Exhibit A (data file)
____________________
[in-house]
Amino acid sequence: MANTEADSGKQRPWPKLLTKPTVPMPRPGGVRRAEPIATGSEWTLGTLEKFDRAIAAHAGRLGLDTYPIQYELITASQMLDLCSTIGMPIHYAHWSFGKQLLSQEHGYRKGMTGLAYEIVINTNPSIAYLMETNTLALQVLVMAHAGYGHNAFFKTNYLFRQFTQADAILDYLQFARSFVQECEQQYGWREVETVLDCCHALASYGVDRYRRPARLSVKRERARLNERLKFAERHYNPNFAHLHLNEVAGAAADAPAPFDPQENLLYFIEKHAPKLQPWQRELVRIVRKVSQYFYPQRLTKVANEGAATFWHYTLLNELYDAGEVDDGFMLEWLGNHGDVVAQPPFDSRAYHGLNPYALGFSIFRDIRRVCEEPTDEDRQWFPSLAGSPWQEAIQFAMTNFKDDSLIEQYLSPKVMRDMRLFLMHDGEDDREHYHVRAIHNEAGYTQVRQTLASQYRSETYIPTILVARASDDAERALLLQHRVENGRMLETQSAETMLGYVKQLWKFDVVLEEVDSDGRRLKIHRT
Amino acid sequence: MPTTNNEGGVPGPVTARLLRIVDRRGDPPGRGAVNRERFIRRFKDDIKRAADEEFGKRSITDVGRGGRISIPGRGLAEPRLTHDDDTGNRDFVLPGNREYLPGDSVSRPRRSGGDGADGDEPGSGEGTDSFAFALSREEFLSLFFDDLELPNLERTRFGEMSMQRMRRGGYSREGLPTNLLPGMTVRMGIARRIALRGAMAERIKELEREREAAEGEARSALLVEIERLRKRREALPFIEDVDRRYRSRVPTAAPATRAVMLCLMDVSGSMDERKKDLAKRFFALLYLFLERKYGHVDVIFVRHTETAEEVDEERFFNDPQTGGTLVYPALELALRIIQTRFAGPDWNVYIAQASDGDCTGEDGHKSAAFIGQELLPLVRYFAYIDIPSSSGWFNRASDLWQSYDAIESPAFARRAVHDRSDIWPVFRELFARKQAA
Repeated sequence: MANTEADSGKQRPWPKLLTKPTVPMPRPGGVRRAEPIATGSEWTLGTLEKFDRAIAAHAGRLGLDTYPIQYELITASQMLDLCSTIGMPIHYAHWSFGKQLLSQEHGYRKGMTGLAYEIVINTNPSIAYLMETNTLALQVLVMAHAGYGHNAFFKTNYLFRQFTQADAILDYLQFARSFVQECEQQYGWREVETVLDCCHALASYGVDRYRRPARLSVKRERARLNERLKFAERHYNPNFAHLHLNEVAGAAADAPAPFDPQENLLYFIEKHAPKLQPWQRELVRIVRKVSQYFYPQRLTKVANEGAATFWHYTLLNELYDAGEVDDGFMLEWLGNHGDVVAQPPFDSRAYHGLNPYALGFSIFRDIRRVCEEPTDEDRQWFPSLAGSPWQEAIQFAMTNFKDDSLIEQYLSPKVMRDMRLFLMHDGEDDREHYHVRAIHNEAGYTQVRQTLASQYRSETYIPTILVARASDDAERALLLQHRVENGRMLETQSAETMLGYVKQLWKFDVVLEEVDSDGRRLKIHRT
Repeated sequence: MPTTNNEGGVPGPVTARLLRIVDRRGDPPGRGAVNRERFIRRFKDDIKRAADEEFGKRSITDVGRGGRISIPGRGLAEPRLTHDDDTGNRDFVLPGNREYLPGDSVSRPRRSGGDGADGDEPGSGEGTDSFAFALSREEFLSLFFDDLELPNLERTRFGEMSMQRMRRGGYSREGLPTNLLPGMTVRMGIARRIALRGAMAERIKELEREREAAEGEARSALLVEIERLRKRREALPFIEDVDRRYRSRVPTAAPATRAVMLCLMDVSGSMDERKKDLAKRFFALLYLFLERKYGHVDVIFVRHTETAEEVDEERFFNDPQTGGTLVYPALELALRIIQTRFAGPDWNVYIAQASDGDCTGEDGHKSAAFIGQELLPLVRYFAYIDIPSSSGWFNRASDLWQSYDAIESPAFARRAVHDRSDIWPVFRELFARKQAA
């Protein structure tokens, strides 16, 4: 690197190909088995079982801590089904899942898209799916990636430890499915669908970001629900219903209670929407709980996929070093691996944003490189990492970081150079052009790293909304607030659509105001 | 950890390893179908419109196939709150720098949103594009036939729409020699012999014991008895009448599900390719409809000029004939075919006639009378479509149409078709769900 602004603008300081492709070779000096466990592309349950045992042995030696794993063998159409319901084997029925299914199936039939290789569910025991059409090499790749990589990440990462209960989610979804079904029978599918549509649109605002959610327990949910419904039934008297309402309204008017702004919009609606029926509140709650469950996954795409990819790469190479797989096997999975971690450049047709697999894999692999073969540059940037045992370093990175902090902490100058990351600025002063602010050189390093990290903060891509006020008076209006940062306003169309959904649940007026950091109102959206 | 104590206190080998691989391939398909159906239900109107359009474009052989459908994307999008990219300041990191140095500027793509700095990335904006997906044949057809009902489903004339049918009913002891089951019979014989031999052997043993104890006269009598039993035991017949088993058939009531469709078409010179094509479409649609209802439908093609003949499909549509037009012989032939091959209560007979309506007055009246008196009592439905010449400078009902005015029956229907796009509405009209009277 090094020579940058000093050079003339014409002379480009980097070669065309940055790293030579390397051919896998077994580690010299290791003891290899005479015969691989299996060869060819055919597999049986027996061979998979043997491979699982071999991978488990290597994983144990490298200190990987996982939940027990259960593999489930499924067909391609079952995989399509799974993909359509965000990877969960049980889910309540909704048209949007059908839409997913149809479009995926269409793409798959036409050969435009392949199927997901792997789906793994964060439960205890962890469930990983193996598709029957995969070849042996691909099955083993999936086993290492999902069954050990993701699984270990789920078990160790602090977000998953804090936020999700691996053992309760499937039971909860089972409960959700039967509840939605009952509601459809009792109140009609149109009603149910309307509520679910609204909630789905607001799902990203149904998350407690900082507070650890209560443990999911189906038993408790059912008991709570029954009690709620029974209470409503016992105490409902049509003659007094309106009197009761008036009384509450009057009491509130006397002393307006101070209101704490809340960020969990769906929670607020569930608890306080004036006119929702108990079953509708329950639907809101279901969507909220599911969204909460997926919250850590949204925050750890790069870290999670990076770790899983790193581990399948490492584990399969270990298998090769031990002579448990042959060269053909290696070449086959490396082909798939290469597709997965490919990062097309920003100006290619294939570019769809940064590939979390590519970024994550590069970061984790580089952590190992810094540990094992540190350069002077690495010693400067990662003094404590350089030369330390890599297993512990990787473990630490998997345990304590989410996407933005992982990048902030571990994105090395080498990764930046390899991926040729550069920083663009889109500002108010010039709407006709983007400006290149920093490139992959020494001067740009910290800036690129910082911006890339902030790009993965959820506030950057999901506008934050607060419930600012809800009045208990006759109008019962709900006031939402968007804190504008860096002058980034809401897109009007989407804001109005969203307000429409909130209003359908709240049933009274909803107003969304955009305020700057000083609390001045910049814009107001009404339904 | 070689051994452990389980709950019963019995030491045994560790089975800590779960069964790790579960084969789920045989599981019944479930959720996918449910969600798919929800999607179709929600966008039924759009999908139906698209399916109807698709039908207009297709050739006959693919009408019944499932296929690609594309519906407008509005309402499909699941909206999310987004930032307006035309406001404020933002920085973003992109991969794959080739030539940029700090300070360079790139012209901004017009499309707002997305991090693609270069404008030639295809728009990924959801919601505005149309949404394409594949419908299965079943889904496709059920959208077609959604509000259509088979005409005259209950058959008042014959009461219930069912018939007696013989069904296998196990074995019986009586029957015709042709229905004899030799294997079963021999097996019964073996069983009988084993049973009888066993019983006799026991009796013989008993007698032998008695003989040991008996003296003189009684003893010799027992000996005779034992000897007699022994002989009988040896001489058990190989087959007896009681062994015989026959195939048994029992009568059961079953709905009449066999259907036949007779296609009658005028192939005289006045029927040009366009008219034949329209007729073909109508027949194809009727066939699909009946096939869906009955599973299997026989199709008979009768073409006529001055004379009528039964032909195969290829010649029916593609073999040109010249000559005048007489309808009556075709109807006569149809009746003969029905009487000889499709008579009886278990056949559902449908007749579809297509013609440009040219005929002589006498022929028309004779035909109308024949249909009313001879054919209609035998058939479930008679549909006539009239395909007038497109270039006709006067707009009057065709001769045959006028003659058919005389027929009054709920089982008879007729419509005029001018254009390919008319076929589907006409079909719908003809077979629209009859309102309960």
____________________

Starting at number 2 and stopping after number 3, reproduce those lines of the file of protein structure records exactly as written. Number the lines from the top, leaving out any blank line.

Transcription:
Amino acid sequence: MANTEADSGKQRPWPKLLTKPTVPMPRPGGVRRAEPIATGSEWTLGTLEKFDRAIAAHAGRLGLDTYPIQYELITASQMLDLCSTIGMPIHYAHWSFGKQLLSQEHGYRKGMTGLAYEIVINTNPSIAYLMETNTLALQVLVMAHAGYGHNAFFKTNYLFRQFTQADAILDYLQFARSFVQECEQQYGWREVETVLDCCHALASYGVDRYRRPARLSVKRERARLNERLKFAERHYNPNFAHLHLNEVAGAAADAPAPFDPQENLLYFIEKHAPKLQPWQRELVRIVRKVSQYFYPQRLTKVANEGAATFWHYTLLNELYDAGEVDDGFMLEWLGNHGDVVAQPPFDSRAYHGLNPYALGFSIFRDIRRVCEEPTDEDRQWFPSLAGSPWQEAIQFAMTNFKDDSLIEQYLSPKVMRDMRLFLMHDGEDDREHYHVRAIHNEAGYTQVRQTLASQYRSETYIPTILVARASDDAERALLLQHRVENGRMLETQSAETMLGYVKQLWKFDVVLEEVDSDGRRLKIHRT
Amino acid sequence: MPTTNNEGGVPGPVTARLLRIVDRRGDPPGRGAVNRERFIRRFKDDIKRAADEEFGKRSITDVGRGGRISIPGRGLAEPRLTHDDDTGNRDFVLPGNREYLPGDSVSRPRRSGGDGADGDEPGSGEGTDSFAFALSREEFLSLFFDDLELPNLERTRFGEMSMQRMRRGGYSREGLPTNLLPGMTVRMGIARRIALRGAMAERIKELEREREAAEGEARSALLVEIERLRKRREALPFIEDVDRRYRSRVPTAAPATRAVMLCLMDVSGSMDERKKDLAKRFFALLYLFLERKYGHVDVIFVRHTETAEEVDEERFFNDPQTGGTLVYPALELALRIIQTRFAGPDWNVYIAQASDGDCTGEDGHKSAAFIGQELLPLVRYFAYIDIPSSSGWFNRASDLWQSYDAIESPAFARRAVHDRSDIWPVFRELFARKQAA